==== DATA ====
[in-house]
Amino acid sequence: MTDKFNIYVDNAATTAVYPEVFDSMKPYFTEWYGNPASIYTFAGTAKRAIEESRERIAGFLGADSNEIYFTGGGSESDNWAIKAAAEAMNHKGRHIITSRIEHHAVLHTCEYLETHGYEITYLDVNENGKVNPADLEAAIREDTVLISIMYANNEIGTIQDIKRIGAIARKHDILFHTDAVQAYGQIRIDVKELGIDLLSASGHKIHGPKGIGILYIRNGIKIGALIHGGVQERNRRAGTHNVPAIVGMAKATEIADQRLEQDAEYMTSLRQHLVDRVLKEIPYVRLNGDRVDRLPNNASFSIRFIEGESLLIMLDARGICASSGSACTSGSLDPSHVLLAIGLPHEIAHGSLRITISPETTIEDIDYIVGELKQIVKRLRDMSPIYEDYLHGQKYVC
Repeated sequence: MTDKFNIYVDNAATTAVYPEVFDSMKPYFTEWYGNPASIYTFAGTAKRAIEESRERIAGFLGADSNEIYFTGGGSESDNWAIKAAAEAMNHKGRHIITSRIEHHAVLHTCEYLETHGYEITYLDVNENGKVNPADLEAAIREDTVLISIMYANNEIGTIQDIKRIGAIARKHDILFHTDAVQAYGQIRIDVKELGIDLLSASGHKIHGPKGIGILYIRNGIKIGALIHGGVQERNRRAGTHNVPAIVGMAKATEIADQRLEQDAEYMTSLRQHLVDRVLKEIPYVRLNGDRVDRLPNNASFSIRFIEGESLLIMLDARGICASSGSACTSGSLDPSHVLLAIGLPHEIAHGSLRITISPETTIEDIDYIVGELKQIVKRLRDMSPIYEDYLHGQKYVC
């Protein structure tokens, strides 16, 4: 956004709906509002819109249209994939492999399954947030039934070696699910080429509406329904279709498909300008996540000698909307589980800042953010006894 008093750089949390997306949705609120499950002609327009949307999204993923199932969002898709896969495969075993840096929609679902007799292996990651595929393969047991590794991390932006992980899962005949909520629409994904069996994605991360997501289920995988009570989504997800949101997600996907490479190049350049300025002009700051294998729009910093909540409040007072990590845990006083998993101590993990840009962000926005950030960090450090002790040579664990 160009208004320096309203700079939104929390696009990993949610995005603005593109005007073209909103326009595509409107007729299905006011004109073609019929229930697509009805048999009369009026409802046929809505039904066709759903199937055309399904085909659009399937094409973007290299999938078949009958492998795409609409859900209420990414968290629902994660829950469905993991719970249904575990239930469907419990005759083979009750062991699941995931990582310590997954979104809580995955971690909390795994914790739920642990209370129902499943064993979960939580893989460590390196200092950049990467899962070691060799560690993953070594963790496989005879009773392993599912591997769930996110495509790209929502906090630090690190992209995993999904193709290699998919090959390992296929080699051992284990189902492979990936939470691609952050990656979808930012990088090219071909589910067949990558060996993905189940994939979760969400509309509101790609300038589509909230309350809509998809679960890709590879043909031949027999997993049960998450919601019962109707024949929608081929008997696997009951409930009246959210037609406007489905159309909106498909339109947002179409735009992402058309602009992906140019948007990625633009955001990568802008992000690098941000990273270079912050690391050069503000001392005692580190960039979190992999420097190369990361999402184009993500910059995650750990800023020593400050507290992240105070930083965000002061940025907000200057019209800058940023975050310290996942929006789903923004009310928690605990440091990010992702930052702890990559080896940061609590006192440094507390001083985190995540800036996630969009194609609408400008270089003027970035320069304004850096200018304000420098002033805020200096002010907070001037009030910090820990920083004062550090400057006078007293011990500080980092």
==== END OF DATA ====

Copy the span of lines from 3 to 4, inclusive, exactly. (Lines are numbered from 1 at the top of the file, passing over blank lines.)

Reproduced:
Repeated sequence: MTDKFNIYVDNAATTAVYPEVFDSMKPYFTEWYGNPASIYTFAGTAKRAIEESRERIAGFLGADSNEIYFTGGGSESDNWAIKAAAEAMNHKGRHIITSRIEHHAVLHTCEYLETHGYEITYLDVNENGKVNPADLEAAIREDTVLISIMYANNEIGTIQDIKRIGAIARKHDILFHTDAVQAYGQIRIDVKELGIDLLSASGHKIHGPKGIGILYIRNGIKIGALIHGGVQERNRRAGTHNVPAIVGMAKATEIADQRLEQDAEYMTSLRQHLVDRVLKEIPYVRLNGDRVDRLPNNASFSIRFIEGESLLIMLDARGICASSGSACTSGSLDPSHVLLAIGLPHEIAHGSLRITISPETTIEDIDYIVGELKQIVKRLRDMSPIYEDYLHGQKYVC
């Protein structure tokens, strides 16, 4: 956004709906509002819109249209994939492999399954947030039934070696699910080429509406329904279709498909300008996540000698909307589980800042953010006894 008093750089949390997306949705609120499950002609327009949307999204993923199932969002898709896969495969075993840096929609679902007799292996990651595929393969047991590794991390932006992980899962005949909520629409994904069996994605991360997501289920995988009570989504997800949101997600996907490479190049350049300025002009700051294998729009910093909540409040007072990590845990006083998993101590993990840009962000926005950030960090450090002790040579664990 160009208004320096309203700079939104929390696009990993949610995005603005593109005007073209909103326009595509409107007729299905006011004109073609019929229930697509009805048999009369009026409802046929809505039904066709759903199937055309399904085909659009399937094409973007290299999938078949009958492998795409609409859900209420990414968290629902994660829950469905993991719970249904575990239930469907419990005759083979009750062991699941995931990582310590997954979104809580995955971690909390795994914790739920642990209370129902499943064993979960939580893989460590390196200092950049990467899962070691060799560690993953070594963790496989005879009773392993599912591997769930996110495509790209929502906090630090690190992209995993999904193709290699998919090959390992296929080699051992284990189902492979990936939470691609952050990656979808930012990088090219071909589910067949990558060996993905189940994939979760969400509309509101790609300038589509909230309350809509998809679960890709590879043909031949027999997993049960998450919601019962109707024949929608081929008997696997009951409930009246959210037609406007489905159309909106498909339109947002179409735009992402058309602009992906140019948007990625633009955001990568802008992000690098941000990273270079912050690391050069503000001392005692580190960039979190992999420097190369990361999402184009993500910059995650750990800023020593400050507290992240105070930083965000002061940025907000200057019209800058940023975050310290996942929006789903923004009310928690605990440091990010992702930052702890990559080896940061609590006192440094507390001083985190995540800036996630969009194609609408400008270089003027970035320069304004850096200018304000420098002033805020200096002010907070001037009030910090820990920083004062550090400057006078007293011990500080980092």